We played in the recently completed $6,500,000 Field House—on Joola tables in a gym with excellent lighting, plenty of room (unless you were Dean Doyle), and wood floors so beautiful they glowed. The only catch was the altitude—at 6,000 feet or so, the air is thinner, so that the ball sometimes seems to float, and you can get out of breath faster than usual. Fortunately we had several days of practice to adjust before the competition began.
When play started on Friday evening, we were divided into three Preliminary groups of 6, 6, and 7. From each of these groups four players would advance to play in a Final Round Robin of 12 that would determine the four women Pan Am Team members who would compete in Caracas, Venezuela in August. There were two upsets on Friday evening: Flora Ng beat Takako Trenholme in Group 1, and Donna Newell beat Lisa Gee in Group 3. Group 2 didn’t have any upsets until Saturday morning when Hanna Butler (1711) defeated the Group’s top two players, Angie Sistrunk (#2 seed) and Kasia Gaca (#4 seed). Hanna, a very talented 18-year-old lefty from Ontario, CA, used a strong forehand and steady exchanges to achieve her spectacular play. “It was like a miracle,” she said later.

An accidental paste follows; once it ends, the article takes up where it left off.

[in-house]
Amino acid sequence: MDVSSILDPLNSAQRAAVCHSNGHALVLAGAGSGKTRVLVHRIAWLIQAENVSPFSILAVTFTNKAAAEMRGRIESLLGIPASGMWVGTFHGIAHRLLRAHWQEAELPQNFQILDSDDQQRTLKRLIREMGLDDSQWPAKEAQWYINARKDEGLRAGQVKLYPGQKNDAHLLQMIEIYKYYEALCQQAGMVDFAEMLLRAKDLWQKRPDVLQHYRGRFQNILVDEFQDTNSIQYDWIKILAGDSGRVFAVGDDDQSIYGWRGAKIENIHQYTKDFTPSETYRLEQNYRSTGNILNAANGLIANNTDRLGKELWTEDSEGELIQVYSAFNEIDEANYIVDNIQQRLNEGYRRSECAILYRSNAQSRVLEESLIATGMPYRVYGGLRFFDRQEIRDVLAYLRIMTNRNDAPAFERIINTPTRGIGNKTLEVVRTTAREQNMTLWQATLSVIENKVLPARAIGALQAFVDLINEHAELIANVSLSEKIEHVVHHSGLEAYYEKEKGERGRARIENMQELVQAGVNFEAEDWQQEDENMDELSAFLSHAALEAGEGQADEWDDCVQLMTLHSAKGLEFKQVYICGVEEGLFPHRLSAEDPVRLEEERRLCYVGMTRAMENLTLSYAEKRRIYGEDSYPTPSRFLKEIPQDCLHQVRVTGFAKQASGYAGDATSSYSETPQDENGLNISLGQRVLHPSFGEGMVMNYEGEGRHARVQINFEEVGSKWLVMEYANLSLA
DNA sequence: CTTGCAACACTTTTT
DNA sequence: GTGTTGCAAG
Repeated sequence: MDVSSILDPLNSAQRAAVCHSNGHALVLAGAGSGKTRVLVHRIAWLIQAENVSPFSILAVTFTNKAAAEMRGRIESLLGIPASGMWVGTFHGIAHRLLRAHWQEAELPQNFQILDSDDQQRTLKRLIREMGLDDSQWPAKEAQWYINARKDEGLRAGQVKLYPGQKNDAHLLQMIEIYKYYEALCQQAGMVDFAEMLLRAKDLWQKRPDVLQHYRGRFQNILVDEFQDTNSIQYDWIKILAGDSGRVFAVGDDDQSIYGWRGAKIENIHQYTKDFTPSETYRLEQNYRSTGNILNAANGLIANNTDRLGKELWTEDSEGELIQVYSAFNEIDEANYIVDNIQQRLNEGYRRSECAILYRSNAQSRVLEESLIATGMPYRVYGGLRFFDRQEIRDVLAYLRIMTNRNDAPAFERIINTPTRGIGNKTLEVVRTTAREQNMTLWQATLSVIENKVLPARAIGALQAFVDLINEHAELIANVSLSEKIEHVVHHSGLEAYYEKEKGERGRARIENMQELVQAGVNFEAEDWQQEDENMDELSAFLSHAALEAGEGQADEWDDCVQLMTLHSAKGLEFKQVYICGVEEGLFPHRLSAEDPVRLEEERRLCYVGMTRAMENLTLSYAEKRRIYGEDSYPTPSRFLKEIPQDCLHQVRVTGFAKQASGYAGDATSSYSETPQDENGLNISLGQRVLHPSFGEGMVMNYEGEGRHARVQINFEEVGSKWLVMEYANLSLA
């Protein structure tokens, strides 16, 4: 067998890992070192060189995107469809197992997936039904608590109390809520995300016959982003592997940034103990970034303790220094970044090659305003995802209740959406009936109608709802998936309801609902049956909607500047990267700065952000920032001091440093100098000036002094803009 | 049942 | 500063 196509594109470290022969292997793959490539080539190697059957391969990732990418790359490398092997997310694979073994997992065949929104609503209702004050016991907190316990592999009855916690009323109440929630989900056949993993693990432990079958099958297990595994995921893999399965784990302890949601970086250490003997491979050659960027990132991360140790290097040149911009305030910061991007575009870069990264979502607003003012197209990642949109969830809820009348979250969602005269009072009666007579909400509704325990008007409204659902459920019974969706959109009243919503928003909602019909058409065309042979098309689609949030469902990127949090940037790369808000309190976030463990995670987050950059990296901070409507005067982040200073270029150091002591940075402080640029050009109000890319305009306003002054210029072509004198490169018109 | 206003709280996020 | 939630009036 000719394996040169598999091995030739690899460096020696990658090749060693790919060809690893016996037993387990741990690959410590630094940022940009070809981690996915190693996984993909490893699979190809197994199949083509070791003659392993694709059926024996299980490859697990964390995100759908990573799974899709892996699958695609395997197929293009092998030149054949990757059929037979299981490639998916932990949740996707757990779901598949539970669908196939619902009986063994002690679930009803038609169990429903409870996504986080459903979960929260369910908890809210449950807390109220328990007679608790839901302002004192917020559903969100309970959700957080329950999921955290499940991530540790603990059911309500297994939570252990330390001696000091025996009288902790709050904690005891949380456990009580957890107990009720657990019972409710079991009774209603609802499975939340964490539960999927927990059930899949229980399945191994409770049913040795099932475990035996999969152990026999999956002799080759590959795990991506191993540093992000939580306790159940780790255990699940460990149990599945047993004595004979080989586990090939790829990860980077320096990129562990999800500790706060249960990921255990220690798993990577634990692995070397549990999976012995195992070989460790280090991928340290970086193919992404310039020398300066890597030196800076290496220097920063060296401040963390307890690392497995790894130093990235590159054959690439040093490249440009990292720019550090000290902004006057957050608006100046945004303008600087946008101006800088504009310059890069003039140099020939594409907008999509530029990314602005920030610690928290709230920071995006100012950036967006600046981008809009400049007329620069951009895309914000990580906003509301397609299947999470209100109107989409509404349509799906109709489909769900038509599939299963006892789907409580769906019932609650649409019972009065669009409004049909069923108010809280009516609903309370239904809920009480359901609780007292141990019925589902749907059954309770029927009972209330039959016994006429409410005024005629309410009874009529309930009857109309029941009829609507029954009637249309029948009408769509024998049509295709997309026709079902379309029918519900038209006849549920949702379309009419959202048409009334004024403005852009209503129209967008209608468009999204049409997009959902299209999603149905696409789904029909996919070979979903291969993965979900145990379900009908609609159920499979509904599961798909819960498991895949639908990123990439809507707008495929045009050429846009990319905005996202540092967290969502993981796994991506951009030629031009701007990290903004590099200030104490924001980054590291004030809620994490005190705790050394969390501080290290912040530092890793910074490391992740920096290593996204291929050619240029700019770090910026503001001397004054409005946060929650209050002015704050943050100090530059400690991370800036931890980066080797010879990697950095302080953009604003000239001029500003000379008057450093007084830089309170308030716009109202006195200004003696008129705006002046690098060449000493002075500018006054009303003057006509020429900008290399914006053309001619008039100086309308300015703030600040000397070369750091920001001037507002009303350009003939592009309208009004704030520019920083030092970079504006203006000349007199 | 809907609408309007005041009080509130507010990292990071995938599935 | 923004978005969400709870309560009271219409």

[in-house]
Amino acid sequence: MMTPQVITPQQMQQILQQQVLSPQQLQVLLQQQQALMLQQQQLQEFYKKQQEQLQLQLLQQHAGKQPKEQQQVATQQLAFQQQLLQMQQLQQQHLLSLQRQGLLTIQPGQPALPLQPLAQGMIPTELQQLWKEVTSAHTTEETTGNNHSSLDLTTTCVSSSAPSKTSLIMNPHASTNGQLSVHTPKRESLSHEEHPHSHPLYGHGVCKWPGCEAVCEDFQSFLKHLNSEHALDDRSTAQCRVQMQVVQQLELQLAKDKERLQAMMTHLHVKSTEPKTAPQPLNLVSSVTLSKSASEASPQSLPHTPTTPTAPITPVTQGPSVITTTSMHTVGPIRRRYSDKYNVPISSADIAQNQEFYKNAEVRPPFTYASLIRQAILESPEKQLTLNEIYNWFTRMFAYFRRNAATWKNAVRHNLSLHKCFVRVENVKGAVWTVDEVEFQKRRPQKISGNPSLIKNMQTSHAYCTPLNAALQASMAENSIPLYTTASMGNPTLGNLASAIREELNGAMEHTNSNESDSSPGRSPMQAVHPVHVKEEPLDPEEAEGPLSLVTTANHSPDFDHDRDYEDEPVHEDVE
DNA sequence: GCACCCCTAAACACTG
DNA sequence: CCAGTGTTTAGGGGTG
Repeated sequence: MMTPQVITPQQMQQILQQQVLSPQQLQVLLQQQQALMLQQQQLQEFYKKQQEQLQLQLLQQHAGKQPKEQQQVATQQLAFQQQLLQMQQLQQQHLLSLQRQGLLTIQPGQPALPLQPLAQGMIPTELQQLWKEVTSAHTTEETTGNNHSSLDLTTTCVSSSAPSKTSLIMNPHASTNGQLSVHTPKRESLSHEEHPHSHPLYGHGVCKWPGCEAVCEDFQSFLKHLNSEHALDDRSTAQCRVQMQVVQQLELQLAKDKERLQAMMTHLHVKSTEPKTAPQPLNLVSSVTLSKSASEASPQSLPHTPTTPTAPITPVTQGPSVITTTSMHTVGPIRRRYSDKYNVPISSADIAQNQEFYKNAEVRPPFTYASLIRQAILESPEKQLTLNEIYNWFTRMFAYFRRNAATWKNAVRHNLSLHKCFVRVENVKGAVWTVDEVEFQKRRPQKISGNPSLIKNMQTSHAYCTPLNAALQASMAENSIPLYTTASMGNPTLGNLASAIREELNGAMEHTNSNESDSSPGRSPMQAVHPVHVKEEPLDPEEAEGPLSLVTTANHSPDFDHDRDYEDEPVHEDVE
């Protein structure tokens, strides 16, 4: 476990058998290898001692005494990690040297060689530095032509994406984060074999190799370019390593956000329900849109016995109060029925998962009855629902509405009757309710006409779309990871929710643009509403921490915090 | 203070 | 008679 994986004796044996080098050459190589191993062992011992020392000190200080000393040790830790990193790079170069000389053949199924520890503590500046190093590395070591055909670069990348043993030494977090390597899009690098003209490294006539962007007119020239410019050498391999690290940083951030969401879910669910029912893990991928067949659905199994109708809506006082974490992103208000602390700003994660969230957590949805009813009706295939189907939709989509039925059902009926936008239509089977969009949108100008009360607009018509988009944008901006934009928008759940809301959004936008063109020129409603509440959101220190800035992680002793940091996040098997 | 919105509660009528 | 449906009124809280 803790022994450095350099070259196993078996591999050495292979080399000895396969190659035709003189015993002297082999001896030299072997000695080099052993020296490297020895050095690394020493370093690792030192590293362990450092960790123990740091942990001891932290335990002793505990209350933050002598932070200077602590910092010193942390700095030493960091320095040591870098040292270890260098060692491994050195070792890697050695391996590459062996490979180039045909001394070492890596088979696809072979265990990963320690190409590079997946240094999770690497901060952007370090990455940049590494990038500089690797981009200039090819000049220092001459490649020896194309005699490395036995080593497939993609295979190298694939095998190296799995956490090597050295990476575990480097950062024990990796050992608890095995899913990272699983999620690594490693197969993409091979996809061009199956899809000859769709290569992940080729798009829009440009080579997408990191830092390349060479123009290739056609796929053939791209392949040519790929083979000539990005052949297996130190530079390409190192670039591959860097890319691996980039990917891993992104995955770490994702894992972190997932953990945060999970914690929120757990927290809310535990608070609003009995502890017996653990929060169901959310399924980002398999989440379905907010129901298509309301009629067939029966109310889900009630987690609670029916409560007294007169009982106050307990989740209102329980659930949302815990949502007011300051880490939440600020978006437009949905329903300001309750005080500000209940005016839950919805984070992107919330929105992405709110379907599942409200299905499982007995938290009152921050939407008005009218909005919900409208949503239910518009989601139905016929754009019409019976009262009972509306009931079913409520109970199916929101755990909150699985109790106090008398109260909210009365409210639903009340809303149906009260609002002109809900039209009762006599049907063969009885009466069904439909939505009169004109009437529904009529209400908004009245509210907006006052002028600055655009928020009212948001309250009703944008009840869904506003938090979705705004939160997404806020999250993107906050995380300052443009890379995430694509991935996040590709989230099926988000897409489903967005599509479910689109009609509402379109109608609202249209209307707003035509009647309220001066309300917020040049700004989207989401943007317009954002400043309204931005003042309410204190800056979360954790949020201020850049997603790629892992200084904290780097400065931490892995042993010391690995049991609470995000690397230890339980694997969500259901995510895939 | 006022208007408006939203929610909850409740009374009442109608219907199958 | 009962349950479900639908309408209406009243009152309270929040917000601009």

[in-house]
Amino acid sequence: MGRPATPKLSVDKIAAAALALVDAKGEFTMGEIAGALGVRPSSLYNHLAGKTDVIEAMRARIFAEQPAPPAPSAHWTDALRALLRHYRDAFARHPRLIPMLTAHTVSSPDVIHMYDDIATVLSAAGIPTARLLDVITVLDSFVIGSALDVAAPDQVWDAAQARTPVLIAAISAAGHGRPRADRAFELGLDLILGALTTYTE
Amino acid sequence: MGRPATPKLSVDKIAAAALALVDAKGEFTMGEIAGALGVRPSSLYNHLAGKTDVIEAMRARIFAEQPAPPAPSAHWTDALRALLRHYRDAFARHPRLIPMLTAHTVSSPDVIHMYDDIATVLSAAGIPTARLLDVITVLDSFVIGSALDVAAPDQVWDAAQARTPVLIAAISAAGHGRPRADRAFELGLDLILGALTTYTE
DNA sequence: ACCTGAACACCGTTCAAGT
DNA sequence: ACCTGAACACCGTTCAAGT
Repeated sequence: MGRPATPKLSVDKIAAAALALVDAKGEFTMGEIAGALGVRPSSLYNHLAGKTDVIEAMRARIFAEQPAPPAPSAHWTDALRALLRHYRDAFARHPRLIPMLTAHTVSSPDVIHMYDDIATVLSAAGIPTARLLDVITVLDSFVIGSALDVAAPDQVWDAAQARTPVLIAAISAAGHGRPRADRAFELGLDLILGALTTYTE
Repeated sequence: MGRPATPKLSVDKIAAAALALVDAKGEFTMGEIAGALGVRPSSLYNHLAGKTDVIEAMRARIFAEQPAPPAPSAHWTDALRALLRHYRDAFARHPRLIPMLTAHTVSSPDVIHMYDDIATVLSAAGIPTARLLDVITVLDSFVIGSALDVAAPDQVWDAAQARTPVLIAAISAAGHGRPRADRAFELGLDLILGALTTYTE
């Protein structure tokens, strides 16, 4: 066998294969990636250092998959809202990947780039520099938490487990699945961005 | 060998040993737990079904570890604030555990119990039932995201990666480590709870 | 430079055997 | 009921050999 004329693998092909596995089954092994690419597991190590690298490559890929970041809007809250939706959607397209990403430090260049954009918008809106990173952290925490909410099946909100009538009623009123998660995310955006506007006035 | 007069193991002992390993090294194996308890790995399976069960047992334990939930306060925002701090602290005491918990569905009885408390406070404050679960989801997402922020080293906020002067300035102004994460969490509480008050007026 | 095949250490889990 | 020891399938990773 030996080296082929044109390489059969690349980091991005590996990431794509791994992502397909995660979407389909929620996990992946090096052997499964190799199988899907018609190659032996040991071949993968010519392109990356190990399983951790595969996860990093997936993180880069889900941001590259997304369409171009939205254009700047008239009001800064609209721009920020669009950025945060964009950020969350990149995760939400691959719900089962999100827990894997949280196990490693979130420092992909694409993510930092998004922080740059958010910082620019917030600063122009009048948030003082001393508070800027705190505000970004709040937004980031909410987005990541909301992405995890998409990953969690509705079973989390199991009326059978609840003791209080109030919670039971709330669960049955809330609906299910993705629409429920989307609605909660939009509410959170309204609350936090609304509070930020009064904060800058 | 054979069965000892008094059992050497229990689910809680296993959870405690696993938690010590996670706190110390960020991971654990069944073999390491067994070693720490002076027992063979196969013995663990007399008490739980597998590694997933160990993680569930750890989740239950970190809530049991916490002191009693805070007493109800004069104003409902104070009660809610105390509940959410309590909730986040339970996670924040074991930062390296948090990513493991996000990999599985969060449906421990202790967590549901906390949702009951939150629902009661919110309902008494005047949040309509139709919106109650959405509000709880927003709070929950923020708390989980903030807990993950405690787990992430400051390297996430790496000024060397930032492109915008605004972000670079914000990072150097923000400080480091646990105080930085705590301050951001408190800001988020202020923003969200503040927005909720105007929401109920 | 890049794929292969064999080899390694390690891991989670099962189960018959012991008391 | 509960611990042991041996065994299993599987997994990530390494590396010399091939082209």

Angie, who’d made the 1983 U.S. World Team, had problems throughout this tournament. She’d spent the last week in bed with a severe strep throat, and [like Scott Boggan, the #2 player on the U.S. World Team who didn’t want to spend the money commuting from Germany] had inquired about the possibility of being chosen for the fourth spot on the Team without competing here. On receiving [like Scott] a negative response, she’d disregarded her doctor’s advice and come to play. On Saturday, she lost to Hanna, 15, -23, -18, to Diana Gee, 19, -13, -19, and to Kasia, 5, -17, -18, in consecutive matches. Her two matches Saturday evening she won, but each went three games. To someone who said she felt weak, it must have been a rough day. ‘This is a whole new experience for me,’ said Angie. ‘Are you enjoying it?’ I asked. ‘Oh, to the max,’ she said.